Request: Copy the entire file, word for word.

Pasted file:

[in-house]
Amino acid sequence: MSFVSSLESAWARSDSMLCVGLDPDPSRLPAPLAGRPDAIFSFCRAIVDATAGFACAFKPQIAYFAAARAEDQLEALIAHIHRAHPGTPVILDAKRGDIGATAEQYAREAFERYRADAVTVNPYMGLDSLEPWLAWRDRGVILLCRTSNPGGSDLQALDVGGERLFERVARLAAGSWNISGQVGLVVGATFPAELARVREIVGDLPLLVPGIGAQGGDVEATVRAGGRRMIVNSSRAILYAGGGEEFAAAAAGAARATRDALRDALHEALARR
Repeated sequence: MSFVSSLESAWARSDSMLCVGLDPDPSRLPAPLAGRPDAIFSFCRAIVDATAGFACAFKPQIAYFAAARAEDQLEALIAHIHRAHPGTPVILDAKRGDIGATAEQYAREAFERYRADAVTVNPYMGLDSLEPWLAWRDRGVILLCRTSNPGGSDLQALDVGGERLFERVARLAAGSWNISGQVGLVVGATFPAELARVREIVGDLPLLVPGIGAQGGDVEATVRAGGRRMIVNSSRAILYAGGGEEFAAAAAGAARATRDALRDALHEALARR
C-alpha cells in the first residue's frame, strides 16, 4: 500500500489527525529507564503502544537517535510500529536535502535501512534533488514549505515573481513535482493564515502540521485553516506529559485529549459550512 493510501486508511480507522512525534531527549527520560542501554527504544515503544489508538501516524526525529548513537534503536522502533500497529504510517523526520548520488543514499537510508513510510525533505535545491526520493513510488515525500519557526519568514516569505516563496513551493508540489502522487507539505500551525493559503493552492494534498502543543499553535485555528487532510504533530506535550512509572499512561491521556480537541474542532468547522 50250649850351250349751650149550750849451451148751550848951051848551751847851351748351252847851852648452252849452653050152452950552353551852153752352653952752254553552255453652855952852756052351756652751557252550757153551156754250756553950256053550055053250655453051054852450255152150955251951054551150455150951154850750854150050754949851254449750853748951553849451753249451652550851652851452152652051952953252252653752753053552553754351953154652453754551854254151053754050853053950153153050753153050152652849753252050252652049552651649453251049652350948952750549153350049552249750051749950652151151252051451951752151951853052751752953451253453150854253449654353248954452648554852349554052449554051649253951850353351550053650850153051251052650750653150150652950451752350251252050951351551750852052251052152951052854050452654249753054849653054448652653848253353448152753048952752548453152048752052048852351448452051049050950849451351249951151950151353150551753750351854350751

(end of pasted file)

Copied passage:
[in-house]
Amino acid sequence: MSFVSSLESAWARSDSMLCVGLDPDPSRLPAPLAGRPDAIFSFCRAIVDATAGFACAFKPQIAYFAAARAEDQLEALIAHIHRAHPGTPVILDAKRGDIGATAEQYAREAFERYRADAVTVNPYMGLDSLEPWLAWRDRGVILLCRTSNPGGSDLQALDVGGERLFERVARLAAGSWNISGQVGLVVGATFPAELARVREIVGDLPLLVPGIGAQGGDVEATVRAGGRRMIVNSSRAILYAGGGEEFAAAAAGAARATRDALRDALHEALARR
Repeated sequence: MSFVSSLESAWARSDSMLCVGLDPDPSRLPAPLAGRPDAIFSFCRAIVDATAGFACAFKPQIAYFAAARAEDQLEALIAHIHRAHPGTPVILDAKRGDIGATAEQYAREAFERYRADAVTVNPYMGLDSLEPWLAWRDRGVILLCRTSNPGGSDLQALDVGGERLFERVARLAAGSWNISGQVGLVVGATFPAELARVREIVGDLPLLVPGIGAQGGDVEATVRAGGRRMIVNSSRAILYAGGGEEFAAAAAGAARATRDALRDALHEALARR
C-alpha cells in the first residue's frame, strides 16, 4: 500500500489527525529507564503502544537517535510500529536535502535501512534533488514549505515573481513535482493564515502540521485553516506529559485529549459550512 493510501486508511480507522512525534531527549527520560542501554527504544515503544489508538501516524526525529548513537534503536522502533500497529504510517523526520548520488543514499537510508513510510525533505535545491526520493513510488515525500519557526519568514516569505516563496513551493508540489502522487507539505500551525493559503493552492494534498502543543499553535485555528487532510504533530506535550512509572499512561491521556480537541474542532468547522 50250649850351250349751650149550750849451451148751550848951051848551751847851351748351252847851852648452252849452653050152452950552353551852153752352653952752254553552255453652855952852756052351756652751557252550757153551156754250756553950256053550055053250655453051054852450255152150955251951054551150455150951154850750854150050754949851254449750853748951553849451753249451652550851652851452152652051952953252252653752753053552553754351953154652453754551854254151053754050853053950153153050753153050152652849753252050252652049552651649453251049652350948952750549153350049552249750051749950652151151252051451951752151951853052751752953451253453150854253449654353248954452648554852349554052449554051649253951850353351550053650850153051251052650750653150150652950451752350251252050951351551750852052251052152951052854050452654249753054849653054448652653848253353448152753048952752548453152048752052048852351448452051049050950849451351249951151950151353150551753750351854350751